We are beset by issues concerning hormone balance. We already understand many of the issues that arise when hormones simply decline with aging. We know that plants have hormone like activity. For instance, there are the estrogen qualities in soy or adrenal adaptogens such as ginseng. We can harness these plant effects to help us. We know that there are many organic substances such as phthalates, PCBs and BPA which mimic estrogens and create a burden of too much estrogen activity.

Researchers are now turning to inorganic sources of hormone disruption. In 2006, a paper was published by Darbre which identified the many metals that have an effect on estrogen receptors. These effects included changing gene expression, substituting for estrogen activity or displacing estrogen from the receptors. These actions are collectively designated “metalloestrogens”. The metals: aluminium, antimony, arsenite, barium, cadmium, chromium, cobalt, copper, lead, mercury, nickel, selenite, tin and vanadate have all been identified as exerting an influence on estrogen receptors.

This same paper identified problems at progesterone, testosterone (cadmium has been shown to produce testosterone activity, displace testosterone and affect gene changes) and even glucocorticoid (hydrocortisone–like) receptors. Darbre concludes that all steroid hormone receptors may be affected.

Some metalloestrogens are essential minerals. Cobalt, chromium, copper and nickel are needed in trace amounts. When the amounts of these minerals exceed that needed by the body, these same minerals become an interference at the hormone receptors.

Cadmium and aluminum have been implicated in breast cancer. Although the National Cancer Institute dismisses the dangers of aluminum found in antiperspirant products, we now have evidence that aluminum is absorbed into breast tissue. Since aluminum can actually act as an estrogen at estrogen receptors, we know a mechanism for proliferation of growth in the breast. Our usual habit of adding an antiperspirant under our arms after shaving our underarm hair ensures more aluminum can be absorbed. Aluminum is the most abundant mineral on earth. The first rule of toxicology is to avoid exposure to the toxin. We would be well served to avoid aluminum containing cooking pans, antacids, vaccines and cosmetics

Cadmium is problematic because there is no existing human enzyme system for its excretion from the body when we are exposed. Making matters worse, the kidneys will reabsorb cadmium rather than excrete it. The amount of cadmium in our bodies continues to increase as we age. A common source of cadmium outside of industrial uses is cigarette smoking and surprisingly, green leafy vegetables.

Cadmium may be a trigger for endometriosis. Several studies point to an association with endometrial tissue proliferation as cadmium is present and behaves as a metalloestrogen. An interesting study finds that melatonin was able to block the estrogenic effect of cadmium in endometrial tissue.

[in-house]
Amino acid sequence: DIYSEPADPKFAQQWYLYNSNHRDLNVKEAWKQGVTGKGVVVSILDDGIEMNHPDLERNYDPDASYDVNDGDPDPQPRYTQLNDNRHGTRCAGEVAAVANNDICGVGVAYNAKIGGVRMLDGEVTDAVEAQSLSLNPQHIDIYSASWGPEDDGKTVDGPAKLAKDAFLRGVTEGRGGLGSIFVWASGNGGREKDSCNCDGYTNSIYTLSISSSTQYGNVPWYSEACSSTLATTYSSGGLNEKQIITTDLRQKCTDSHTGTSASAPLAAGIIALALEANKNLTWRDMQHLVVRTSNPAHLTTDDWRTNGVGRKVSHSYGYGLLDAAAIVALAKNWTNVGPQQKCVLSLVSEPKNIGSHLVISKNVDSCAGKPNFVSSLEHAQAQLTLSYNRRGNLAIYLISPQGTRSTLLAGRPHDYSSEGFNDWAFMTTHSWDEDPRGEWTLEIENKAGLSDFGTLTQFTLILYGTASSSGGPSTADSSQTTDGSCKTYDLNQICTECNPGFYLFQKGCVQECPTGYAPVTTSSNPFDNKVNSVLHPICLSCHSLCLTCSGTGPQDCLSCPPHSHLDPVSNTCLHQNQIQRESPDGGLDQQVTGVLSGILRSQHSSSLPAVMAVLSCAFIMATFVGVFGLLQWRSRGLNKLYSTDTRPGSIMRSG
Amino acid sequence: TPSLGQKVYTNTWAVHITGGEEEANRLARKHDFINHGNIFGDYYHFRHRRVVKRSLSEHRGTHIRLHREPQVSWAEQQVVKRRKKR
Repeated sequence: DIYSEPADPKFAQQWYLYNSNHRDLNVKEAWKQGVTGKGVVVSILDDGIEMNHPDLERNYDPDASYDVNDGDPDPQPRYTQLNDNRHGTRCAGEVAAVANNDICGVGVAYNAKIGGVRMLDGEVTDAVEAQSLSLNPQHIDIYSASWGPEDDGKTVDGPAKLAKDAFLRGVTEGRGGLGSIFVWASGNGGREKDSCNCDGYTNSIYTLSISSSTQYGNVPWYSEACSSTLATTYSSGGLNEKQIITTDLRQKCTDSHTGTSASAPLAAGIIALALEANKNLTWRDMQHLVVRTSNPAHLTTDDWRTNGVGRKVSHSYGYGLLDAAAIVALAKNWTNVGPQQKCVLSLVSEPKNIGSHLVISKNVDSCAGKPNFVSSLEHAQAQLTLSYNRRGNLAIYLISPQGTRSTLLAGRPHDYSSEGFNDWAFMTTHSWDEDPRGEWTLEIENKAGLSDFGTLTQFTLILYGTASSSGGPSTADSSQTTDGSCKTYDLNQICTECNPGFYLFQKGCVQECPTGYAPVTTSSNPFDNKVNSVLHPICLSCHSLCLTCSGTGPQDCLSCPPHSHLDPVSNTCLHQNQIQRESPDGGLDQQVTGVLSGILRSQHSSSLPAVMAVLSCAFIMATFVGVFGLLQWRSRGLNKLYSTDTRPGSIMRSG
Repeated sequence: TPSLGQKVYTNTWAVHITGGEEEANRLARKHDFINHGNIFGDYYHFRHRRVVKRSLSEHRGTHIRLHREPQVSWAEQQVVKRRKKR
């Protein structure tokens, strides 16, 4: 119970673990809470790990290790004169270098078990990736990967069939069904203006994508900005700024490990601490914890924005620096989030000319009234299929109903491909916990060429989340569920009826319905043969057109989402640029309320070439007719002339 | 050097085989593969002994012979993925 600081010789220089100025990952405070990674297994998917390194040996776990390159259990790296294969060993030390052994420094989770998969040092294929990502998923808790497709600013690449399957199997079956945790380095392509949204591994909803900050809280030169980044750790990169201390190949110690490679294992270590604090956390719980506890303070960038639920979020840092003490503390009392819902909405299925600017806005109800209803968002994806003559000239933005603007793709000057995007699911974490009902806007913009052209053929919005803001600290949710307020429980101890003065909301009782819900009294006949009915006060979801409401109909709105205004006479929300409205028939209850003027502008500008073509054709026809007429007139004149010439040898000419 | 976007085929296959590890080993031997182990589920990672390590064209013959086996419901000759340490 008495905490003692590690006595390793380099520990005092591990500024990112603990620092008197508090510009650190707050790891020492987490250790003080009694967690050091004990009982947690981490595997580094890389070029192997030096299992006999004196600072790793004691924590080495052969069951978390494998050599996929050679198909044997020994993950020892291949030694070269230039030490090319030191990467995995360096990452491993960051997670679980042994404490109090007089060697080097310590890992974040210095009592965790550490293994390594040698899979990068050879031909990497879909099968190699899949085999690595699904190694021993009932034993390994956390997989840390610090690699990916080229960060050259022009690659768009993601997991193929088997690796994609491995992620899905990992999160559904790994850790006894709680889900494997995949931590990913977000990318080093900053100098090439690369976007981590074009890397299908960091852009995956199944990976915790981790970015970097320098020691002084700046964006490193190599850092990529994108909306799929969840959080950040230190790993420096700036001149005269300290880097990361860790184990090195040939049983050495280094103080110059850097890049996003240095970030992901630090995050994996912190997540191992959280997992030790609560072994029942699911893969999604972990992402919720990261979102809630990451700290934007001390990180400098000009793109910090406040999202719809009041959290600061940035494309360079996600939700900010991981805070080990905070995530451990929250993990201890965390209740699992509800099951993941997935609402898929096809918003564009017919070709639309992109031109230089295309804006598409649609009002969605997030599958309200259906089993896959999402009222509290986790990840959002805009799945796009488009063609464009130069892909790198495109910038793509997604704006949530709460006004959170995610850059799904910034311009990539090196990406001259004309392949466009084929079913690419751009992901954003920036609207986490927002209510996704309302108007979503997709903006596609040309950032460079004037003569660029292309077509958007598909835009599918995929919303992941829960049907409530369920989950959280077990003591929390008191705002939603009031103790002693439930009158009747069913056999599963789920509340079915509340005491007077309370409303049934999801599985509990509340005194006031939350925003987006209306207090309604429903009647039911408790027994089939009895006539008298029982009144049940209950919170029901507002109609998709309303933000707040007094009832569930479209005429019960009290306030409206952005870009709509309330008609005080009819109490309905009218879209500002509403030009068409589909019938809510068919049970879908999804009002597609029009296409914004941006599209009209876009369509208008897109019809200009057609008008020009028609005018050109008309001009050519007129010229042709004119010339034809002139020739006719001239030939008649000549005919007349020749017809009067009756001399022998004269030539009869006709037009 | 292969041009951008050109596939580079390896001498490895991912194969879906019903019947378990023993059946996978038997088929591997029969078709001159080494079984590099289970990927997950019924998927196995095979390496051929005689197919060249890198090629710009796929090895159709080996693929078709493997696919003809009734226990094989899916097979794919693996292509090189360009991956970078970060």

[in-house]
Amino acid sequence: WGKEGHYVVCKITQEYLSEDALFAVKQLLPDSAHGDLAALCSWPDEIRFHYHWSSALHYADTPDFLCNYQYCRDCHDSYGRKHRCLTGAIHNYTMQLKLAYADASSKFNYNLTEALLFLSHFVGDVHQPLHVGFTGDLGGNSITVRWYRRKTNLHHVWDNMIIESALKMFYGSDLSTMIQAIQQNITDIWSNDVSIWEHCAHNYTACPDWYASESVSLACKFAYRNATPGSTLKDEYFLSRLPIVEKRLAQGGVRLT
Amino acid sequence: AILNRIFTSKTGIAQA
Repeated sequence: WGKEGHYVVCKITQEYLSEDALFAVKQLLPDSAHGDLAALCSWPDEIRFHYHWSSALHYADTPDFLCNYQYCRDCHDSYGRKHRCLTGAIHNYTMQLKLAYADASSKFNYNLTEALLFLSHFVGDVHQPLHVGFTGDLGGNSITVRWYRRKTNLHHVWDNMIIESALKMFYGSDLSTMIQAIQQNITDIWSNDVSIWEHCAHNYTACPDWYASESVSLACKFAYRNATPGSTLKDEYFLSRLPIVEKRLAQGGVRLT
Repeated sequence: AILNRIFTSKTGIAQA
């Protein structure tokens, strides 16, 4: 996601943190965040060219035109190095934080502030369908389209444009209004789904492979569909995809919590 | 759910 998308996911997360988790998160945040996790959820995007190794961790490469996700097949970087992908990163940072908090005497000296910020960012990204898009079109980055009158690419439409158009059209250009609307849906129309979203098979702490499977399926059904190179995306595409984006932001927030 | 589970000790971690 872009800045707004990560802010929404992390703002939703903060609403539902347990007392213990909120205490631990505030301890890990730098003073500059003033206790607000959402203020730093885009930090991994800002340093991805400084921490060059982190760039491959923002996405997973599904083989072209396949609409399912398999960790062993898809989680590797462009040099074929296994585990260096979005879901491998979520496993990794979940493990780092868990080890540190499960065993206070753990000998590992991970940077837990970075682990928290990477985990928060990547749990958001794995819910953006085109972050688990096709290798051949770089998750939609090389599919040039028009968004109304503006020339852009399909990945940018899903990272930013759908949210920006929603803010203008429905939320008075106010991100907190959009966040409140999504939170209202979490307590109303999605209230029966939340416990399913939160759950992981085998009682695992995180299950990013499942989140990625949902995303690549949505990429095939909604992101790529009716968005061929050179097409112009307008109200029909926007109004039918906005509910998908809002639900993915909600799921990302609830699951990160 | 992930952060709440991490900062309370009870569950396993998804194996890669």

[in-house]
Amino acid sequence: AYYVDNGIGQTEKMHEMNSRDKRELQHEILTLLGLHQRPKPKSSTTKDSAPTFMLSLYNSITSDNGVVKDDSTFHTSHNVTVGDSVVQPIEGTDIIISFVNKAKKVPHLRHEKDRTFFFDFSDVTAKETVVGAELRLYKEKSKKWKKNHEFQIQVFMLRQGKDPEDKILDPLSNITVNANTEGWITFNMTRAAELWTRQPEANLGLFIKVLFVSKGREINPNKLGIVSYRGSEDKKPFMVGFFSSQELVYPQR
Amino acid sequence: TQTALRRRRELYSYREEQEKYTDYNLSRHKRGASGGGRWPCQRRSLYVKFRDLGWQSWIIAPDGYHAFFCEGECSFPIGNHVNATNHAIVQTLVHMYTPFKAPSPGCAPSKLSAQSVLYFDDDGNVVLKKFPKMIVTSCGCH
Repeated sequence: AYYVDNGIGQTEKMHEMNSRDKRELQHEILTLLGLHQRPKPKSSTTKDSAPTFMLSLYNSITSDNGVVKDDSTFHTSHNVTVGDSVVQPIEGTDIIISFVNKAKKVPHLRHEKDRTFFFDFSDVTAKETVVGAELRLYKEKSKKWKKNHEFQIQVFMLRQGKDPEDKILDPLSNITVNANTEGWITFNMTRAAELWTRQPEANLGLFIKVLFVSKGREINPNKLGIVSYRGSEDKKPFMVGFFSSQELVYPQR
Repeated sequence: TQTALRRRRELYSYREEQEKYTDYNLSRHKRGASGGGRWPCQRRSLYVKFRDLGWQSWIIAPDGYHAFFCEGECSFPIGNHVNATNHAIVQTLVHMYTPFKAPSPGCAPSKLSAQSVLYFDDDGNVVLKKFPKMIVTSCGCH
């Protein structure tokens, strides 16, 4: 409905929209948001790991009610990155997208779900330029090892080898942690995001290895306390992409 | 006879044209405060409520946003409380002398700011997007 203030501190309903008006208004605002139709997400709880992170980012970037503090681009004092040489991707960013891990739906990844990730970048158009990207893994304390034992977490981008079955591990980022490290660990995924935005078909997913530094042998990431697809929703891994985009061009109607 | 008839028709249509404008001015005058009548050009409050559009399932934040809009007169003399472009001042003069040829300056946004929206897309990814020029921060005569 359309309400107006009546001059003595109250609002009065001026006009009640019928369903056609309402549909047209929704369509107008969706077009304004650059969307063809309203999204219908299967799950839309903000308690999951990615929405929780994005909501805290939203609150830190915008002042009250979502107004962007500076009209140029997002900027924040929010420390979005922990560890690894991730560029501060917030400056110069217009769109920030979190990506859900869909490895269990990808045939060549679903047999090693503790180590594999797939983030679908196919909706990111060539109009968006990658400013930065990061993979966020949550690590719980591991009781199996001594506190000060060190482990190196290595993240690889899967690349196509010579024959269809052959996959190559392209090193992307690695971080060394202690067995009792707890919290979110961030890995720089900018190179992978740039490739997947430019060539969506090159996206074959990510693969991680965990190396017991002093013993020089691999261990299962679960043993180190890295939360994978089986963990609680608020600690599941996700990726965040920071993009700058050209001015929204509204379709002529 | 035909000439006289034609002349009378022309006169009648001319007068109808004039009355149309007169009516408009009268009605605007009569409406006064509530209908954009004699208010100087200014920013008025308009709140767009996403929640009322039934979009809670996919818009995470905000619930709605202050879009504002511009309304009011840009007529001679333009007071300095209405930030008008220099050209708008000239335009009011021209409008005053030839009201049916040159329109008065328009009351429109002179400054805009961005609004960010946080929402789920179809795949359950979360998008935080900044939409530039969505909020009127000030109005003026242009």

The EPA recognizes the problems with lead and women. After menopause the increases in lead levels, increases your risk “for hypertension, atherosclerosis, reduced kidney function and decreased cognitive functioning, with symptoms similar to dementia” according to their fact sheet. More information on lead can be read in this newsletter:

http://www.womensinternational.com/newsletter/article_GetTheLeadOut.html Knowing that lead can occupy hormone receptors may explain the increased health problems. The generation of us who have been exposed to lead paints and leaded gasoline have particularly higher levels of lead in our bones. This freed lead causes even more toxicity as we lose bone.

As research expands and we dig into hormone balance issues deeper, more information emerges to solve the riddle of hormone imbalances. These effects of heavy metals are not usually picked up by busy practitioners. Further many are not trained to help reduce the body load of heavy metals. These two medical groups pay particular attention to reducing problems with metals: International College of Integrated Medicine www.icimed.com and American College for Advancement in Medicine www.acam.org

Darbre, P.D. ‘Metalloestrogens: An Emerging Class of Inorganic Xenoestrogens With Potential to Add to the Oestrogenic Burden of the Human Breast.’ Journal of Applied Toxicology 2006; DOI:10.1002/jat.1135.

Silva N, Tennekoon K, Senanayake H, Samarakoon S. Metalloestrogen cadmium stimulates proliferation of stromal cells derived from the eutopic endometrium of women with endometriosis.Taiwan J Obstet Gynecol. 2013 Dec;52(4):540-5.

L.W. Jackson, M.D. Zullo and J.M. Goldberg The association between heavy metals, endometriosis and uterine myomas among premenopausal women: National Health and Nutrition Examination Survey 1999 – 2002 Human Reproduction Vol 23 No. 3 pp 679-687, 2008


Martínez-Campa C1, Alonso-González C, Mediavilla MD, Cos S, González A, Ramos S, Sánchez-Barceló EJ. Melatonin inhibits both ER alpha activation and breast cancer cell proliferation induced by a metalloestrogen, cadmium. J Pineal Res. 2006 May;40(4):291-6.

Written by Carol Petersen and published at www.womensinternational.com